The process of hydrogenation can be done in two ways:

Batch processing involves mixing the oil with a powdered nickel catalyst, then adding hydrogen and passing the mixture through a reactor. This is the oldest method of producing HHCs, but it is being replaced by continuous processing because of concerns about nickel contamination in food.

Continuous processing does not use a powdered catalyst; instead, it uses metal particles that have been coated with palladium and platinum to help them attract and hold onto hydrogen atoms. In this process, the oil is mixed with steam and then passed through a series of reactors containing high-pressure nickel screens that contain the catalyst particles.

A couple of things that we think about are the amount of fat in the product itself. We also think about how much water goes into the product and how much sugar goes into the product as well. We really want to try to get as good of an idea as possible of what kind of impact those things may have on absorption so that we can figure out what kind of dosage we want to put into those products.

Cocktails are like art or music. You can find them in almost any culture, and they’re as varied as the cultures that make them. Some are sweet, some are savory; some contain alcohol, some don’t. They all have one thing in common: they’re meant to be pleasurable, to enhance the experience of eating a meal or spending time with friends—the way good art or music should.

The cocktails on our menu provide flavor and texture to complement our food, but also stand well on their own. We don’t do “cheap thrills”—no frozen daiquiris or chocolate martinis here. Instead we focus on drinks that start with high-quality ingredients and take advantage of the many forms and flavors of cannabis, from flower to extracts.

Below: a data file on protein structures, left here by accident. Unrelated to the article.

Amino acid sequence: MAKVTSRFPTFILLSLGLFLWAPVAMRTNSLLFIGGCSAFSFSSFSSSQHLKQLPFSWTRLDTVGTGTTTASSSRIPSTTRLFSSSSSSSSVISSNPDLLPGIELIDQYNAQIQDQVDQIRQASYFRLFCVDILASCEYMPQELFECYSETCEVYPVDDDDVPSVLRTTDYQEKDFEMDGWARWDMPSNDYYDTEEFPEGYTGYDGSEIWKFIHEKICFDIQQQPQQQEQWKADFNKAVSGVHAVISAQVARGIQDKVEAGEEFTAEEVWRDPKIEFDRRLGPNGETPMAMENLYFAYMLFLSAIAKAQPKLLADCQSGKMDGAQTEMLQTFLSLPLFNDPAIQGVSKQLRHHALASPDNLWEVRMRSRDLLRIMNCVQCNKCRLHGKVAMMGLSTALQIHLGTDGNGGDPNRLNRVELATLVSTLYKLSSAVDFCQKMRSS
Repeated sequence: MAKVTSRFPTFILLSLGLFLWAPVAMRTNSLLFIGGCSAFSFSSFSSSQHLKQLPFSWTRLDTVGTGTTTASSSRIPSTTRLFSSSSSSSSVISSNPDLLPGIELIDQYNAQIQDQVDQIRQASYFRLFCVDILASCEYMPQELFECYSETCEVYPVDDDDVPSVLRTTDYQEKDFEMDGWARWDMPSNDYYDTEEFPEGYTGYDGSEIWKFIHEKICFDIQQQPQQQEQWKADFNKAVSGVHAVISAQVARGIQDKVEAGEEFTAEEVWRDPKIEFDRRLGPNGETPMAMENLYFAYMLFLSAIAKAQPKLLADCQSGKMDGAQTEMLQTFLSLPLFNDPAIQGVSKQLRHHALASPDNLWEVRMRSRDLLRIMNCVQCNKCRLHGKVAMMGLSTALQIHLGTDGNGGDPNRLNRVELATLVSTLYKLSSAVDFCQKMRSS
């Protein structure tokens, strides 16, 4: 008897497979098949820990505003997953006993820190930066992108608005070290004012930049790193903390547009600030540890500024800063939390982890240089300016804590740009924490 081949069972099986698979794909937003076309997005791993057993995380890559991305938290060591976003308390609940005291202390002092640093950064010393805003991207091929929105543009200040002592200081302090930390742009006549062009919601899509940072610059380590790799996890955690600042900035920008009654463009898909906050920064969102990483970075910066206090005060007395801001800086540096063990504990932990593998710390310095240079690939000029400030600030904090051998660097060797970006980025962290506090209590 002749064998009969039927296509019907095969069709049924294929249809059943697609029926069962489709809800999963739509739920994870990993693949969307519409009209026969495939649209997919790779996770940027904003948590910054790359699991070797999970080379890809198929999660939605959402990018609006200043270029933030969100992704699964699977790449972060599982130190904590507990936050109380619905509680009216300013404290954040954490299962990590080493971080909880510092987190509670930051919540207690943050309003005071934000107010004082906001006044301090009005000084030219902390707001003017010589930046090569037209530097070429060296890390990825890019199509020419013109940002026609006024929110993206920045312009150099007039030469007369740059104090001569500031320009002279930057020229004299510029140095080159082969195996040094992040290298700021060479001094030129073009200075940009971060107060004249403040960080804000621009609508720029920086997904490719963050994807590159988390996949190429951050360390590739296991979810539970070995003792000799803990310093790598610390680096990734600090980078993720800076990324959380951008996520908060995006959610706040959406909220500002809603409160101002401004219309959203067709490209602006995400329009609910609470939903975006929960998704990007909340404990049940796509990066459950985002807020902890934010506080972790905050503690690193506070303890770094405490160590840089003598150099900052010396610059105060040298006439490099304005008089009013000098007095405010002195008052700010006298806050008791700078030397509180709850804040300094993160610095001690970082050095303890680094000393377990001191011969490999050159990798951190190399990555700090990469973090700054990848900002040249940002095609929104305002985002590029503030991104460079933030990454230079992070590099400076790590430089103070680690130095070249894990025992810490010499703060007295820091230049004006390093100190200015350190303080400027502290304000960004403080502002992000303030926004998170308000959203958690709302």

Cannabis cocktails are not about getting drunk; they’re about enhancing flavor and the experience of a meal. So we don’t use high-proof spirits that would mask the subtler flavors of cannabis. Instead we take advantage of liquors such as cachaca or pisco that have unique flavors but aren’t too strong. And we also use beer and wine in our cocktails.

The leading source of saturated fat in the American diet is HHC made from palm and coconut oils. Both are extracted from plants that grow in tropical areas, including parts of Southeast Asia, Africa, and South America. Together, palm and coconut oil account for more than 80% of all vegetable oils produced worldwide.

Since HHC is solid at room temperature, manufacturers often use it for margarine, shortening, and prepared baked goods, such as cookies and crackers. In addition, HHC is often used as a frying oil by food service establishments.

HHC is made from vegetable oils through a process called partial hydrogenation. Partial hydrogenation increases the shelf life and flavor stability of foods containing these fats. But it also increases their saturated fat content. During partial hydrogenation, hydrogen gas is bubbled through the liquid oil in the presence of a catalyst (a substance that speeds up the reaction) at high temperatures (about 400 degrees Fahrenheit). The result is a semisolid or solid oil that contains Trans fatty acids (TFAs). The more solid the oil becomes as a result of hydrogenation, the more TFAs it contains.